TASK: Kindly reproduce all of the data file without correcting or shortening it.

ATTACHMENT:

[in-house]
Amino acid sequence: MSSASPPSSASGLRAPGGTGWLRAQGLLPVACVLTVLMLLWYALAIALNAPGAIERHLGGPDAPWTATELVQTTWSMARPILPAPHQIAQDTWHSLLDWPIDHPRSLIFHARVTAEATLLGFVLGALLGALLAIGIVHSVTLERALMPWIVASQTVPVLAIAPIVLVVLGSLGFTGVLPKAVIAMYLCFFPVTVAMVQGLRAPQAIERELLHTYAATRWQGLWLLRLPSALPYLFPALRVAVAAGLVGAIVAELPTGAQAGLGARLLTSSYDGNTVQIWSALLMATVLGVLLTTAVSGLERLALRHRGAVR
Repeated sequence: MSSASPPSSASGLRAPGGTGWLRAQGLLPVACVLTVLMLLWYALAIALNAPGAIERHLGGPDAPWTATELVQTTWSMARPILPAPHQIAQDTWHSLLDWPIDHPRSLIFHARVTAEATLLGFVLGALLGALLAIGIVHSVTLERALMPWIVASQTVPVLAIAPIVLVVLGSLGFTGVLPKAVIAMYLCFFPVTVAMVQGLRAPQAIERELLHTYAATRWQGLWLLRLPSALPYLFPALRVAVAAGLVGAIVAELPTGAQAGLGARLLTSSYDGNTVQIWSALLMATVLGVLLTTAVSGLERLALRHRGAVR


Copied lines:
[in-house]
Amino acid sequence: MSSASPPSSASGLRAPGGTGWLRAQGLLPVACVLTVLMLLWYALAIALNAPGAIERHLGGPDAPWTATELVQTTWSMARPILPAPHQIAQDTWHSLLDWPIDHPRSLIFHARVTAEATLLGFVLGALLGALLAIGIVHSVTLERALMPWIVASQTVPVLAIAPIVLVVLGSLGFTGVLPKAVIAMYLCFFPVTVAMVQGLRAPQAIERELLHTYAATRWQGLWLLRLPSALPYLFPALRVAVAAGLVGAIVAELPTGAQAGLGARLLTSSYDGNTVQIWSALLMATVLGVLLTTAVSGLERLALRHRGAVR
Repeated sequence: MSSASPPSSASGLRAPGGTGWLRAQGLLPVACVLTVLMLLWYALAIALNAPGAIERHLGGPDAPWTATELVQTTWSMARPILPAPHQIAQDTWHSLLDWPIDHPRSLIFHARVTAEATLLGFVLGALLGALLAIGIVHSVTLERALMPWIVASQTVPVLAIAPIVLVVLGSLGFTGVLPKAVIAMYLCFFPVTVAMVQGLRAPQAIERELLHTYAATRWQGLWLLRLPSALPYLFPALRVAVAAGLVGAIVAELPTGAQAGLGARLLTSSYDGNTVQIWSALLMATVLGVLLTTAVSGLERLALRHRGAVR